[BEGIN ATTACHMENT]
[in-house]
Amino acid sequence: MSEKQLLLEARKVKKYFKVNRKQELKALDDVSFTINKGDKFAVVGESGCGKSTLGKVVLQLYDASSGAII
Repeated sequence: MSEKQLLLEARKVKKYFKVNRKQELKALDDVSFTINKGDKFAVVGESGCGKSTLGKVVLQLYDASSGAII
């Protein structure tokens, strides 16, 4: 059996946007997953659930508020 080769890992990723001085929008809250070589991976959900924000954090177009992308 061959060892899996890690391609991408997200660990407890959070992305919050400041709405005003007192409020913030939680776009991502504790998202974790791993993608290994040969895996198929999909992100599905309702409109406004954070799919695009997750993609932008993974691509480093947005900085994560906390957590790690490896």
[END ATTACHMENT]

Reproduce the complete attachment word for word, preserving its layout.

[in-house]
Amino acid sequence: MSEKQLLLEARKVKKYFKVNRKQELKALDDVSFTINKGDKFAVVGESGCGKSTLGKVVLQLYDASSGAII
Repeated sequence: MSEKQLLLEARKVKKYFKVNRKQELKALDDVSFTINKGDKFAVVGESGCGKSTLGKVVLQLYDASSGAII
């Protein structure tokens, strides 16, 4: 059996946007997953659930508020 080769890992990723001085929008809250070589991976959900924000954090177009992308 061959060892899996890690391609991408997200660990407890959070992305919050400041709405005003007192409020913030939680776009991502504790998202974790791993993608290994040969895996198929999909992100599905309702409109406004954070799919695009997750993609932008993974691509480093947005900085994560906390957590790690490896």